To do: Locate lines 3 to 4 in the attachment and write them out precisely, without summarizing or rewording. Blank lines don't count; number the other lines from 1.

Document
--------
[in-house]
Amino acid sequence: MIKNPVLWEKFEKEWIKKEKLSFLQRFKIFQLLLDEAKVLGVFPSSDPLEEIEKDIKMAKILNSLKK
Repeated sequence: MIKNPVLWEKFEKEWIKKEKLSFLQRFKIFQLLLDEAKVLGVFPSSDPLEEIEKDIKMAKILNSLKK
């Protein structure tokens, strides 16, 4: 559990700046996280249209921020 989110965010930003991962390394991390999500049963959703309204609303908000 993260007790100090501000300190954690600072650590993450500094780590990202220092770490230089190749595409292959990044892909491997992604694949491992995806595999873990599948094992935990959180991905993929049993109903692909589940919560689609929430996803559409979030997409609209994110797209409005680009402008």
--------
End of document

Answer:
Repeated sequence: MIKNPVLWEKFEKEWIKKEKLSFLQRFKIFQLLLDEAKVLGVFPSSDPLEEIEKDIKMAKILNSLKK
């Protein structure tokens, strides 16, 4: 559990700046996280249209921020 989110965010930003991962390394991390999500049963959703309204609303908000 993260007790100090501000300190954690600072650590993450500094780590990202220092770490230089190749595409292959990044892909491997992604694949491992995806595999873990599948094992935990959180991905993929049993109903692909589940919560689609929430996803559409979030997409609209994110797209409005680009402008």